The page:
Here's the deal: Readers are my customers, not writers. Readers don't even know who the Big 6 are. They don't care.
I'm mentioned a lot in the publishing community, which is small, closed, and uninteresting to anyone who isn't in it. But because we're in it, and we care about it, we incorrectly assume that because writers know who I am, readers must as well.
The majority of my sales don't come from people hearing about my self-pub exploits. Nor do they come from my midlist legacy titles, which sold modestly.
In other words, my fame and my past have little to do with my current success.
The majority of my sales come from Amazon and my ability to use the tools they provide. So far I've played my cards right. I write fun books with good covers and sell them cheap, I have a lot of virtual shelf space, and readers like my writing.
Sure, I have longtime fans. And sure, some writers buy my ebooks to show support, or as a way to thank me for my advice.
But I didn't make $140k in the last 30 days because of thankful writers, old fans, or a mention in the Guardian. I made it because I positioned my titles properly. There were a whole bunch of new Kindles sold this holiday season, just as there were in 2010 and 2009. I was expecting this to happen, though admittedly not in such a big way.
What does this mean to you, the writer trying to succeed?
1. Don't sweat publicity. It can't hurt, but I don't think it will drive your sales unless the publicity is really huge. And even then, the publicity is only responsible for temporary sales, not long term sales.
2. Focus, as always, on writing good books and presenting them in a professional way. The more, the better.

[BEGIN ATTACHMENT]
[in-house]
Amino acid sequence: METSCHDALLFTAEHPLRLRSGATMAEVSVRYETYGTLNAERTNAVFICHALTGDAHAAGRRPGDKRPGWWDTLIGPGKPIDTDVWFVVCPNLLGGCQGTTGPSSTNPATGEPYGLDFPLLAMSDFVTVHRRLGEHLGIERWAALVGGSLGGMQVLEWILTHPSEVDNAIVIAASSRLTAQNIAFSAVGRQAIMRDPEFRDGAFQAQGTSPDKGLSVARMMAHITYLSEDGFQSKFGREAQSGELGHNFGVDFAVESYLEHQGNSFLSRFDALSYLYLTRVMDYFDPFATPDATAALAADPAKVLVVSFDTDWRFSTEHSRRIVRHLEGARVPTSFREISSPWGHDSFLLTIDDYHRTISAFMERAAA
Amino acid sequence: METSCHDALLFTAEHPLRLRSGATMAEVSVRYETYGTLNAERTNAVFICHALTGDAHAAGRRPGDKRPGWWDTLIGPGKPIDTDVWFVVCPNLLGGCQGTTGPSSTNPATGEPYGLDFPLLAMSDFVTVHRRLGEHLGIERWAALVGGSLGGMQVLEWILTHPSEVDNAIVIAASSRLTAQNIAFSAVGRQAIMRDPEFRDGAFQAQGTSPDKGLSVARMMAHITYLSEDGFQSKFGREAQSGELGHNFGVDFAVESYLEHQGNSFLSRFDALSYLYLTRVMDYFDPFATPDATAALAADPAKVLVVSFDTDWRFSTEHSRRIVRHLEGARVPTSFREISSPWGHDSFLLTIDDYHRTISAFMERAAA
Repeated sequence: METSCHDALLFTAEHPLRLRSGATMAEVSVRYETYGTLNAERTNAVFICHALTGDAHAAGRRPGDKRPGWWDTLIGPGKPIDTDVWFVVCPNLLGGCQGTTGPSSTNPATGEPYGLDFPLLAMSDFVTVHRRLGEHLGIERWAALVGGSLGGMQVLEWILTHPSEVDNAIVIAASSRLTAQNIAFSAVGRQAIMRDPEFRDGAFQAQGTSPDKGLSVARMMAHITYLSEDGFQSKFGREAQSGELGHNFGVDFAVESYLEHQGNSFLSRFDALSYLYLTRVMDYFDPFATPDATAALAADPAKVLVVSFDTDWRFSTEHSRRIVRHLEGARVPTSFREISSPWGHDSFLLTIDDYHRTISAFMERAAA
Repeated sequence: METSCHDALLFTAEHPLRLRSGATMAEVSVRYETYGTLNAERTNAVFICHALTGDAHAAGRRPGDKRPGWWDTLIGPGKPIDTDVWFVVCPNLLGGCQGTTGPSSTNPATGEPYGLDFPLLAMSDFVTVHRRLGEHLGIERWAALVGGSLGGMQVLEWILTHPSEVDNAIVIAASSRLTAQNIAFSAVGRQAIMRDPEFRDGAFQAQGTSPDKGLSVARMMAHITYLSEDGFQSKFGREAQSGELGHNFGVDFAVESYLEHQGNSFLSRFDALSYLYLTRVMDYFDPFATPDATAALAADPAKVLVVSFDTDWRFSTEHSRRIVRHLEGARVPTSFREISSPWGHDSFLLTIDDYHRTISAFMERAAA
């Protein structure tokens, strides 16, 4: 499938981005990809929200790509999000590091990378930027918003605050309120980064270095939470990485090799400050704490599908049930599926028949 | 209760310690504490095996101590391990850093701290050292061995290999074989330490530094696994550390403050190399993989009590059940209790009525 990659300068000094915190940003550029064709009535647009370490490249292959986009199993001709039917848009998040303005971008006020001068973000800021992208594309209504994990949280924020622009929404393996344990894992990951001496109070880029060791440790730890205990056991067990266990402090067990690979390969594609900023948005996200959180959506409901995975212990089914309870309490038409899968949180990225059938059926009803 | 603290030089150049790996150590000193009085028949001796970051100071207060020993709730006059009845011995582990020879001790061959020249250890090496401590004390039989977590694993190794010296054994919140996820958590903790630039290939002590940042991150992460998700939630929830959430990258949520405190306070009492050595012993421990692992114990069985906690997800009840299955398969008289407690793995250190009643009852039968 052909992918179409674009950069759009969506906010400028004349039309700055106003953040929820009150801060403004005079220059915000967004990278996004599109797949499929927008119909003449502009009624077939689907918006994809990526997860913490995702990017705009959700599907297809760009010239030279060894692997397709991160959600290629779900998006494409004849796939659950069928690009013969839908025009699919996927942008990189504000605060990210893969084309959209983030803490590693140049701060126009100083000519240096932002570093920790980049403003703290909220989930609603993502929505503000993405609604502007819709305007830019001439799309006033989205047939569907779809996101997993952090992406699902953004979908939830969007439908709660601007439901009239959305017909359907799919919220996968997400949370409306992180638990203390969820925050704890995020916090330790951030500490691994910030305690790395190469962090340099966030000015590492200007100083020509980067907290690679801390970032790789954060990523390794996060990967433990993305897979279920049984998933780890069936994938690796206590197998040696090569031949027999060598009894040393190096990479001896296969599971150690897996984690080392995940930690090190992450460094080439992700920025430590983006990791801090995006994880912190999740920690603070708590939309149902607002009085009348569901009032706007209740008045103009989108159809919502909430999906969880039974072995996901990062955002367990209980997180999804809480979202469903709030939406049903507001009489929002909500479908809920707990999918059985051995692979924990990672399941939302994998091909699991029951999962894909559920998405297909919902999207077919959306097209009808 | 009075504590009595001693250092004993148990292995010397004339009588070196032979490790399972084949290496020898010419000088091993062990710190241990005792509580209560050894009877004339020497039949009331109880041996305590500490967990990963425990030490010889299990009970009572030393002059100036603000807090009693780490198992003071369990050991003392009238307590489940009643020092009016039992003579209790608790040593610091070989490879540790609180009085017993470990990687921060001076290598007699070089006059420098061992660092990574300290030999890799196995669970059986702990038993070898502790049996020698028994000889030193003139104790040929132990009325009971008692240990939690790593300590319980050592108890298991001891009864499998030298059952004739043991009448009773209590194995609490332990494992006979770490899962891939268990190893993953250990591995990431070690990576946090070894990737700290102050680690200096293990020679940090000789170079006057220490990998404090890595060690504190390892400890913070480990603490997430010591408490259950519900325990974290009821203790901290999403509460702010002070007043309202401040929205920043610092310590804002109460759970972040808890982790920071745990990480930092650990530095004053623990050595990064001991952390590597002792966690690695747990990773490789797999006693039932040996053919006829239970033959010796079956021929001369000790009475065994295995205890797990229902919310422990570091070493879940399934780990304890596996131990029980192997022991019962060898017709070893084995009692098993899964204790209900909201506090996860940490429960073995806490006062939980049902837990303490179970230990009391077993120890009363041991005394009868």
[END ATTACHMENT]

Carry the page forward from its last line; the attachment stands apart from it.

3. Social media and word of mouth are helpful, but you have to reach a lot of people before these become a factor. Less tweeting, more writing.
4. Reviews don't have the gravitas they used to. Certain ebook review sites can help sales, but even better is giving away free books to fans in exchange for an honest review.
5. Study Amazon and how it sells ebooks. Experiment. Take chances. If one of Amazon's imprints offers to publish you, accept. Right now they are the only publisher who can increase your sales.
6. Avoid all legacy publishers. You can do everything they can, faster, and you don't have to give away the majority of your income.
Now I'm a genre writer. I don't have experience with YA, children's, non-fiction, poetry, or those long-winded books where plot is optional (literary fiction). But if ereaders are going to become the preferred way of reading (hint: they are) then eventually all books will make the transition to ebooks. I wish I could go back in time three years and erase all of those legacy publisher contracts I signed, so I'd have the rights now. You don't want to sign your rights away now, and in three years be kicking yourself like I am.
7. Don't give up. It can take years before you get to where you want to be. Luck plays a part. Stick with it until you get lucky.
And feel free to tweet this. It won't help me sell many ebooks, but it could help your peers.